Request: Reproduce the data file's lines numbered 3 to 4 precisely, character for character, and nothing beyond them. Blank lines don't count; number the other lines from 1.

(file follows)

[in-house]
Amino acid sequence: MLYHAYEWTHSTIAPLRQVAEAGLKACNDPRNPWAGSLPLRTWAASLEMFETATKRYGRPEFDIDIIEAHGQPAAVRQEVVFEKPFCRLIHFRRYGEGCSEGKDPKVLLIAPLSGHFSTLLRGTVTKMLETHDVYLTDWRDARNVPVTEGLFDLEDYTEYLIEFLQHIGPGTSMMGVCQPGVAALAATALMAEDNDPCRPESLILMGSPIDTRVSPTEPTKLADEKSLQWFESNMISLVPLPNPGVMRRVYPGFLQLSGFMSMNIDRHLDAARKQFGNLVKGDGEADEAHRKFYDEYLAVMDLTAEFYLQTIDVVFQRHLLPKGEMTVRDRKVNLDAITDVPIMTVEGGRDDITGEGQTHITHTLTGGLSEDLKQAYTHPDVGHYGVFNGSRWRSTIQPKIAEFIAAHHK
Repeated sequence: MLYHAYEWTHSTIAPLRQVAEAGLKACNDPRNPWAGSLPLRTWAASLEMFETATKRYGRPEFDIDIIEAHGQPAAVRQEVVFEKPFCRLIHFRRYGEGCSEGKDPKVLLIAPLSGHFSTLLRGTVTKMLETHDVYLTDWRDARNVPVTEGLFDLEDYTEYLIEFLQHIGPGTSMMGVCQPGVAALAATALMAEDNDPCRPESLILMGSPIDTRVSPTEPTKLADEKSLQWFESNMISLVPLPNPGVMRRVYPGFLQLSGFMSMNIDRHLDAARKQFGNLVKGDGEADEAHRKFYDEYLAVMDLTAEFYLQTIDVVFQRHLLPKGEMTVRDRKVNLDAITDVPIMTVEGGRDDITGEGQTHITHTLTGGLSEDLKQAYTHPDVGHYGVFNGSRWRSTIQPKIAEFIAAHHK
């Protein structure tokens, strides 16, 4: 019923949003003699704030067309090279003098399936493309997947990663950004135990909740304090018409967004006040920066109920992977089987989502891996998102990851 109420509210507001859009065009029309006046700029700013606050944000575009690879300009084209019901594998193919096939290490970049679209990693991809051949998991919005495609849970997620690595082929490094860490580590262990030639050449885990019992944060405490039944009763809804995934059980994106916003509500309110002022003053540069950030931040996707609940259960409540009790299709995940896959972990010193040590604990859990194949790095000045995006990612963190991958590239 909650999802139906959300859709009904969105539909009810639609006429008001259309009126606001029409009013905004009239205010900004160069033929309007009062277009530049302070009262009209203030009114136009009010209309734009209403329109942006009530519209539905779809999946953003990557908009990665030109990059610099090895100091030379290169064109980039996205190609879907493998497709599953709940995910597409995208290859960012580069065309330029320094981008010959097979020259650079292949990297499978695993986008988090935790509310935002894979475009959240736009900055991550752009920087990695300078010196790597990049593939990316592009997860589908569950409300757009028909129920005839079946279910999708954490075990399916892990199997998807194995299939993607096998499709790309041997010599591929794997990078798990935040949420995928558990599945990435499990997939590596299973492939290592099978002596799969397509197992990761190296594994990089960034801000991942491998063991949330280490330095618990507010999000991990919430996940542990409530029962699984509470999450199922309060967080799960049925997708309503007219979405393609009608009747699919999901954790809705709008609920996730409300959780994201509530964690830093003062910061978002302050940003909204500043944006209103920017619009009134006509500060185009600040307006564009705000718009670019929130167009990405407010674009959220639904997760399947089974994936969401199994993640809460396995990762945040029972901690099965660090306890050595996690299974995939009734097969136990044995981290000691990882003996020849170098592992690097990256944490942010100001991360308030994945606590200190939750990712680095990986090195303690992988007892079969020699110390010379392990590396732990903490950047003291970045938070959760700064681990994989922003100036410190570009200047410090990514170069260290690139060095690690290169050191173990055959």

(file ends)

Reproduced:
Repeated sequence: MLYHAYEWTHSTIAPLRQVAEAGLKACNDPRNPWAGSLPLRTWAASLEMFETATKRYGRPEFDIDIIEAHGQPAAVRQEVVFEKPFCRLIHFRRYGEGCSEGKDPKVLLIAPLSGHFSTLLRGTVTKMLETHDVYLTDWRDARNVPVTEGLFDLEDYTEYLIEFLQHIGPGTSMMGVCQPGVAALAATALMAEDNDPCRPESLILMGSPIDTRVSPTEPTKLADEKSLQWFESNMISLVPLPNPGVMRRVYPGFLQLSGFMSMNIDRHLDAARKQFGNLVKGDGEADEAHRKFYDEYLAVMDLTAEFYLQTIDVVFQRHLLPKGEMTVRDRKVNLDAITDVPIMTVEGGRDDITGEGQTHITHTLTGGLSEDLKQAYTHPDVGHYGVFNGSRWRSTIQPKIAEFIAAHHK
């Protein structure tokens, strides 16, 4: 019923949003003699704030067309090279003098399936493309997947990663950004135990909740304090018409967004006040920066109920992977089987989502891996998102990851 109420509210507001859009065009029309006046700029700013606050944000575009690879300009084209019901594998193919096939290490970049679209990693991809051949998991919005495609849970997620690595082929490094860490580590262990030639050449885990019992944060405490039944009763809804995934059980994106916003509500309110002022003053540069950030931040996707609940259960409540009790299709995940896959972990010193040590604990859990194949790095000045995006990612963190991958590239 909650999802139906959300859709009904969105539909009810639609006429008001259309009126606001029409009013905004009239205010900004160069033929309007009062277009530049302070009262009209203030009114136009009010209309734009209403329109942006009530519209539905779809999946953003990557908009990665030109990059610099090895100091030379290169064109980039996205190609879907493998497709599953709940995910597409995208290859960012580069065309330029320094981008010959097979020259650079292949990297499978695993986008988090935790509310935002894979475009959240736009900055991550752009920087990695300078010196790597990049593939990316592009997860589908569950409300757009028909129920005839079946279910999708954490075990399916892990199997998807194995299939993607096998499709790309041997010599591929794997990078798990935040949420995928558990599945990435499990997939590596299973492939290592099978002596799969397509197992990761190296594994990089960034801000991942491998063991949330280490330095618990507010999000991990919430996940542990409530029962699984509470999450199922309060967080799960049925997708309503007219979405393609009608009747699919999901954790809705709008609920996730409300959780994201509530964690830093003062910061978002302050940003909204500043944006209103920017619009009134006509500060185009600040307006564009705000718009670019929130167009990405407010674009959220639904997760399947089974994936969401199994993640809460396995990762945040029972901690099965660090306890050595996690299974995939009734097969136990044995981290000691990882003996020849170098592992690097990256944490942010100001991360308030994945606590200190939750990712680095990986090195303690992988007892079969020699110390010379392990590396732990903490950047003291970045938070959760700064681990994989922003100036410190570009200047410090990514170069260290690139060095690690290169050191173990055959």